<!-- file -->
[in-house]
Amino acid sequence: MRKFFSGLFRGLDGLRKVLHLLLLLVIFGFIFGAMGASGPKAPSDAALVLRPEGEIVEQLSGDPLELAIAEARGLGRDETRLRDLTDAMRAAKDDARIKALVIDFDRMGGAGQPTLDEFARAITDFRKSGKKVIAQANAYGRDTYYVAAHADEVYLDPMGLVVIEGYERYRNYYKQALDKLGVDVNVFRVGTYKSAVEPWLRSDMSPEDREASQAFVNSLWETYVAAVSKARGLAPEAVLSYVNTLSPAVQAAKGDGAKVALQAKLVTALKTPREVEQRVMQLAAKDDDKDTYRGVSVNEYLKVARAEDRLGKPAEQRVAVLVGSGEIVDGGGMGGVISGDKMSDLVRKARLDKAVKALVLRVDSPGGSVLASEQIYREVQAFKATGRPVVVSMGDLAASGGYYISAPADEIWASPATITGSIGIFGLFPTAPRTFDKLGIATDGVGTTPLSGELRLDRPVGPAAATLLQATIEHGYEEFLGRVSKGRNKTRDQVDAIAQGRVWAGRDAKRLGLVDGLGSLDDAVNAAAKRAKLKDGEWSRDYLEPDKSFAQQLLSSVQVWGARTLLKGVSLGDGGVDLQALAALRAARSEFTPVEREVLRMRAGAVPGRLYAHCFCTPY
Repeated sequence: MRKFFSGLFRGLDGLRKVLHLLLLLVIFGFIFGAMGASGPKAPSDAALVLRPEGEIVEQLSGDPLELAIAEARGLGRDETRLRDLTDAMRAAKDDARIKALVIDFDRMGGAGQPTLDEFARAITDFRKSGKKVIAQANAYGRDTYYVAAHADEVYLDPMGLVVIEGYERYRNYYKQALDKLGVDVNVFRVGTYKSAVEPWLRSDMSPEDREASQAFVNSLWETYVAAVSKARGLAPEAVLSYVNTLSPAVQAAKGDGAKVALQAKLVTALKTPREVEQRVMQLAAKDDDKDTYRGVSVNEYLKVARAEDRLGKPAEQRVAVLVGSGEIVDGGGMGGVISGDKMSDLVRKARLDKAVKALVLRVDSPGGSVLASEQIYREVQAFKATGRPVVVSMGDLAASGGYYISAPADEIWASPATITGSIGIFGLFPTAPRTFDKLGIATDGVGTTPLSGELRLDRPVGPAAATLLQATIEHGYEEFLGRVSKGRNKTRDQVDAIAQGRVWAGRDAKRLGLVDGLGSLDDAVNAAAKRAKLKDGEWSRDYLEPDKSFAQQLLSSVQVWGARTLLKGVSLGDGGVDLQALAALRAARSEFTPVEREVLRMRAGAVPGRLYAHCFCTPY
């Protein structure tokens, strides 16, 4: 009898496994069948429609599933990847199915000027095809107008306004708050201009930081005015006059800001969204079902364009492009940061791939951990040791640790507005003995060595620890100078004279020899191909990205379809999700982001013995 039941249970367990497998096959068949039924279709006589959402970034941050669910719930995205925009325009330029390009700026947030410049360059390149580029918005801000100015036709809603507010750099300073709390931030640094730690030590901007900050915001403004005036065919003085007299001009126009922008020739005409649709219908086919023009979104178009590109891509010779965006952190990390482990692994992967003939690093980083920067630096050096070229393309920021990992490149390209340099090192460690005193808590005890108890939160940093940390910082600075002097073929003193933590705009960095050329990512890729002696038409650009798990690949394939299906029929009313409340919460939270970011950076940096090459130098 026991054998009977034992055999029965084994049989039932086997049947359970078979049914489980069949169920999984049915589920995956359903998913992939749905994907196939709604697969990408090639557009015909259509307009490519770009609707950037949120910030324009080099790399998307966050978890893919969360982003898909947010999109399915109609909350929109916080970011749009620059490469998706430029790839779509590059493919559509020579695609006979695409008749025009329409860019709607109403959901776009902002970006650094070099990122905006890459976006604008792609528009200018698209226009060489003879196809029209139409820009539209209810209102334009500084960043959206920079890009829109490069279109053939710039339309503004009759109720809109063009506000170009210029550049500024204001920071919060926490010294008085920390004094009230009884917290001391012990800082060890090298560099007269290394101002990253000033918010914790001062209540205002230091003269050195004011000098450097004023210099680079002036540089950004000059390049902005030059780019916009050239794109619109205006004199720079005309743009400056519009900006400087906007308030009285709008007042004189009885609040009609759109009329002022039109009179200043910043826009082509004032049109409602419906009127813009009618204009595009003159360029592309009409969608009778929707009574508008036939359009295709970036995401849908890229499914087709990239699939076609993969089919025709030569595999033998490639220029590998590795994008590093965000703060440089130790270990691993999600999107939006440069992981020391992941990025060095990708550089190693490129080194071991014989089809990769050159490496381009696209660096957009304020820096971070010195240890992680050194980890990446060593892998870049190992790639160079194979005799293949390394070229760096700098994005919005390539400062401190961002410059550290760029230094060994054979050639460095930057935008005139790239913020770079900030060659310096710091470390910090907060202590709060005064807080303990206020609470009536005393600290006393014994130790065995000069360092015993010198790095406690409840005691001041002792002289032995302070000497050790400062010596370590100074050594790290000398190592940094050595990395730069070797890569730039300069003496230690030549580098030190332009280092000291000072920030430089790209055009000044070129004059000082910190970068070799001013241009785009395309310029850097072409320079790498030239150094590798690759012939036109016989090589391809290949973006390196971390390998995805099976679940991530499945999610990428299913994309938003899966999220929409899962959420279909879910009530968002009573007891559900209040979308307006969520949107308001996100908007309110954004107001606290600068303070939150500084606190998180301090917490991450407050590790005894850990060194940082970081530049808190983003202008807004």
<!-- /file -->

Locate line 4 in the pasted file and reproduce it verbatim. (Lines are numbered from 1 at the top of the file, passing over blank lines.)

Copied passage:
């Protein structure tokens, strides 16, 4: 009898496994069948429609599933990847199915000027095809107008306004708050201009930081005015006059800001969204079902364009492009940061791939951990040791640790507005003995060595620890100078004279020899191909990205379809999700982001013995 039941249970367990497998096959068949039924279709006589959402970034941050669910719930995205925009325009330029390009700026947030410049360059390149580029918005801000100015036709809603507010750099300073709390931030640094730690030590901007900050915001403004005036065919003085007299001009126009922008020739005409649709219908086919023009979104178009590109891509010779965006952190990390482990692994992967003939690093980083920067630096050096070229393309920021990992490149390209340099090192460690005193808590005890108890939160940093940390910082600075002097073929003193933590705009960095050329990512890729002696038409650009798990690949394939299906029929009313409340919460939270970011950076940096090459130098 026991054998009977034992055999029965084994049989039932086997049947359970078979049914489980069949169920999984049915589920995956359903998913992939749905994907196939709604697969990408090639557009015909259509307009490519770009609707950037949120910030324009080099790399998307966050978890893919969360982003898909947010999109399915109609909350929109916080970011749009620059490469998706430029790839779509590059493919559509020579695609006979695409008749025009329409860019709607109403959901776009902002970006650094070099990122905006890459976006604008792609528009200018698209226009060489003879196809029209139409820009539209209810209102334009500084960043959206920079890009829109490069279109053939710039339309503004009759109720809109063009506000170009210029550049500024204001920071919060926490010294008085920390004094009230009884917290001391012990800082060890090298560099007269290394101002990253000033918010914790001062209540205002230091003269050195004011000098450097004023210099680079002036540089950004000059390049902005030059780019916009050239794109619109205006004199720079005309743009400056519009900006400087906007308030009285709008007042004189009885609040009609759109009329002022039109009179200043910043826009082509004032049109409602419906009127813009009618204009595009003159360029592309009409969608009778929707009574508008036939359009295709970036995401849908890229499914087709990239699939076609993969089919025709030569595999033998490639220029590998590795994008590093965000703060440089130790270990691993999600999107939006440069992981020391992941990025060095990708550089190693490129080194071991014989089809990769050159490496381009696209660096957009304020820096971070010195240890992680050194980890990446060593892998870049190992790639160079194979005799293949390394070229760096700098994005919005390539400062401190961002410059550290760029230094060994054979050639460095930057935008005139790239913020770079900030060659310096710091470390910090907060202590709060005064807080303990206020609470009536005393600290006393014994130790065995000069360092015993010198790095406690409840005691001041002792002289032995302070000497050790400062010596370590100074050594790290000398190592940094050595990395730069070797890569730039300069003496230690030549580098030190332009280092000291000072920030430089790209055009000044070129004059000082910190970068070799001013241009785009395309310029850097072409320079790498030239150094590798690759012939036109016989090589391809290949973006390196971390390998995805099976679940991530499945999610990428299913994309938003899966999220929409899962959420279909879910009530968002009573007891559900209040979308307006969520949107308001996100908007309110954004107001606290600068303070939150500084606190998180301090917490991450407050590790005894850990060194940082970081530049808190983003202008807004």